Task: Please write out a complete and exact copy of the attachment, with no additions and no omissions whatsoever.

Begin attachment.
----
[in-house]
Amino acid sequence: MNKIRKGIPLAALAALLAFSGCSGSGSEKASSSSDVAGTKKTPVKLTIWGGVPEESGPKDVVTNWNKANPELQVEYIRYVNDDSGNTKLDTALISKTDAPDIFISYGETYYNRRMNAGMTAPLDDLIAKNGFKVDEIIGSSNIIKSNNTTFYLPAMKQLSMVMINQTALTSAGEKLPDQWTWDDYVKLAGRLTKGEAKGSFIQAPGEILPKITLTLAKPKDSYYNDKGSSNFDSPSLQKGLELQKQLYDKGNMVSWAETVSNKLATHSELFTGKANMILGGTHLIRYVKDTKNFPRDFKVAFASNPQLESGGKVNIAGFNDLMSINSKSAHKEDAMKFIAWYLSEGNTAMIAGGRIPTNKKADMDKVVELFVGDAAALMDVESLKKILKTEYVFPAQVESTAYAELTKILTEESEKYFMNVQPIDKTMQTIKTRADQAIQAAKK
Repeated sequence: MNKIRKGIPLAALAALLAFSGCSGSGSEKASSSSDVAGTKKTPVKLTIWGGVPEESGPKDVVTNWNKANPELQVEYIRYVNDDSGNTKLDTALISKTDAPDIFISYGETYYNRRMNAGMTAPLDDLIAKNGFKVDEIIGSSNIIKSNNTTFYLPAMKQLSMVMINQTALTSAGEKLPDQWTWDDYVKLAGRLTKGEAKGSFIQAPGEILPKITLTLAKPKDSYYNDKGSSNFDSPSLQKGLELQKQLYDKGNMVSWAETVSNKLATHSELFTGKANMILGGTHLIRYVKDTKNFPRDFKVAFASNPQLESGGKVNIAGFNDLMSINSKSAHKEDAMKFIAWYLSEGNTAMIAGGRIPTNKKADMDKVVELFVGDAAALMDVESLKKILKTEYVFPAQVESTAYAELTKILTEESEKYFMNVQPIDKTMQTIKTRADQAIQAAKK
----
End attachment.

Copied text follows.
[in-house]
Amino acid sequence: MNKIRKGIPLAALAALLAFSGCSGSGSEKASSSSDVAGTKKTPVKLTIWGGVPEESGPKDVVTNWNKANPELQVEYIRYVNDDSGNTKLDTALISKTDAPDIFISYGETYYNRRMNAGMTAPLDDLIAKNGFKVDEIIGSSNIIKSNNTTFYLPAMKQLSMVMINQTALTSAGEKLPDQWTWDDYVKLAGRLTKGEAKGSFIQAPGEILPKITLTLAKPKDSYYNDKGSSNFDSPSLQKGLELQKQLYDKGNMVSWAETVSNKLATHSELFTGKANMILGGTHLIRYVKDTKNFPRDFKVAFASNPQLESGGKVNIAGFNDLMSINSKSAHKEDAMKFIAWYLSEGNTAMIAGGRIPTNKKADMDKVVELFVGDAAALMDVESLKKILKTEYVFPAQVESTAYAELTKILTEESEKYFMNVQPIDKTMQTIKTRADQAIQAAKK
Repeated sequence: MNKIRKGIPLAALAALLAFSGCSGSGSEKASSSSDVAGTKKTPVKLTIWGGVPEESGPKDVVTNWNKANPELQVEYIRYVNDDSGNTKLDTALISKTDAPDIFISYGETYYNRRMNAGMTAPLDDLIAKNGFKVDEIIGSSNIIKSNNTTFYLPAMKQLSMVMINQTALTSAGEKLPDQWTWDDYVKLAGRLTKGEAKGSFIQAPGEILPKITLTLAKPKDSYYNDKGSSNFDSPSLQKGLELQKQLYDKGNMVSWAETVSNKLATHSELFTGKANMILGGTHLIRYVKDTKNFPRDFKVAFASNPQLESGGKVNIAGFNDLMSINSKSAHKEDAMKFIAWYLSEGNTAMIAGGRIPTNKKADMDKVVELFVGDAAALMDVESLKKILKTEYVFPAQVESTAYAELTKILTEESEKYFMNVQPIDKTMQTIKTRADQAIQAAKK